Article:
by Peter A. Belmont / 2014-04-01
The New York Times ran a front page article called ”Panel’s Warning on Climate Risk: Worst is to Come” (March 31). Useful and important as this article is, it fails to explain the urgency of acting to forestall climate change by failing to describe what failing to act early enough may bring down on the heads of mankind.
What the IPCC has stated and implied in its latest report is far more frightening than NYT suggests.
A graphic from Scientific American may make some of the urgency of our problem clearer.
NYT misleads its readers in at least three ways.
First, NYT misleads by saying the “Worst is to Come” by which NYT suggests, falsely, that there is a “worst”. Under the predictable effects of climate change, things can get bad, as they have already done, and then still worse, and then very much worse, and so on, indefinitely. Until human life is extinguished. And then still worse (for the then still surviving life forms).
Second, NYT suggests that very bad problems are all “to come” in the future and thereby, as we have done for years, ignores the seeds of climate disaster that have already been planted and continue to be planted and increased every year that mankind fails to change behavior.
The disasters implicit in climate change are of two kinds. First are the readily-apparent catastrophes, such as major storms, heat waves, droughts and floods, melting arctic ice and glaciers, and disrupted snowfall and rainfall patterns—and, of course, rising sea levels.
Second are the increases in insidious man-made greenhouse gas (GHG) concentrations in the atmosphere, which will remain there—and continue and increasingly cause catastrophes of the first kind—over the near term (say 100 years), and would do so even if mankind stopped emitting GHGs cold turkey today.
Revolution Is Needed, Not Evolution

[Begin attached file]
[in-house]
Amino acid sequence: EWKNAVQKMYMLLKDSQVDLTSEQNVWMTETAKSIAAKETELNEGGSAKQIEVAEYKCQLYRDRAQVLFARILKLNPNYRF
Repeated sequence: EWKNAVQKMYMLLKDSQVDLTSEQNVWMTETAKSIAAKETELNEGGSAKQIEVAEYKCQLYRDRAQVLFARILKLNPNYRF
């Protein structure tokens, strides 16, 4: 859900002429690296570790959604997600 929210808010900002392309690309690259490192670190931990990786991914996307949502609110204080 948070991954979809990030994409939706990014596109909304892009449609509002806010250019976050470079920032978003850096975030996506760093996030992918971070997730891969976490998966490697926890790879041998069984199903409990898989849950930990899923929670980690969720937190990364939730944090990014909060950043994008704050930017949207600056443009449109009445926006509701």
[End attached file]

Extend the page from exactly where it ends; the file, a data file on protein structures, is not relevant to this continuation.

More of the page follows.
Third, in its text, the NYT article down-plays (or ignores) the urgency of the need for the USA (and everyone else) to vastly reduce greenhouse gas (GHG) emissions as soon as possible. That is, NYT down-plays the urgency of the need for quick or revolutionary—not slow or evolutionary—change to our industrial, agricultural, transportation, home-heating, and other energy-using practices and infrastructures.
Many people view the prospect of achieving the revolutionary change needed to slow the advance of climate change as more frightening than the prospect of the on-rushing climatic effects of failing to do so. They are wrong, of course, but people who think that way are to be found among the most powerful people in the USA and elsewhere: politicians, and the CEOs of the giant corporations whose profits depend on energy-use “as usual”.
Analogizing With War
The effort to reverse climate change should be a war. But, so far, it is not. So far, our leaders are satisfied to lie back and do nothing, to allow horrible disaster to flow over all of us, unimpeded, unopposed.
We go to (military) war easily, at the drop of a hat, even for ridiculous and/or trumped-up reasons. But we have no talent for going to war against our own folly on occasions like this where, as Pogo so memorably said, “We have met the enemy and he is us.”
Why People Refuse To Act
There are several different groups of people who refuse to begin the difficult, costly, uncertain, and vastly inconvenient work of combating climate change.
First, there are the people who do not believe the earth is warming at all, or who do not believe that the observed warming was caused by mankind and who do not believe that continued warming can be fought by mankind. These people are the “climate change deniers”.
Second are people who believe in human-caused warming but do not believe that it is an urgent problem. They do not understand that action must begin immediately and on a large scale. Rather, they adopt a sort of “What, me worry?” attitude because they imagine, incorrectly, that the ill-effects of continuing warming are 100 years away.
Third are people who accept the seriousness of the problem but are stymied because of all the uncertainties of what to do next. And uncertainties are abound. The effort to remake the energy-infrastructure of (industrial) mankind will be the biggest engineering project ever undertaken by mankind, and it will necessarily be undertaken without a “dry run” or a “prototype development”. It must he begun before we really know what we are doing. We will get it wrong. Later honest folk will say, “We made mistakes” and politicians will say, “Mistakes were made.”
There is a still more insidious and dangerous group of people who are working to prevent action to counteract climate change.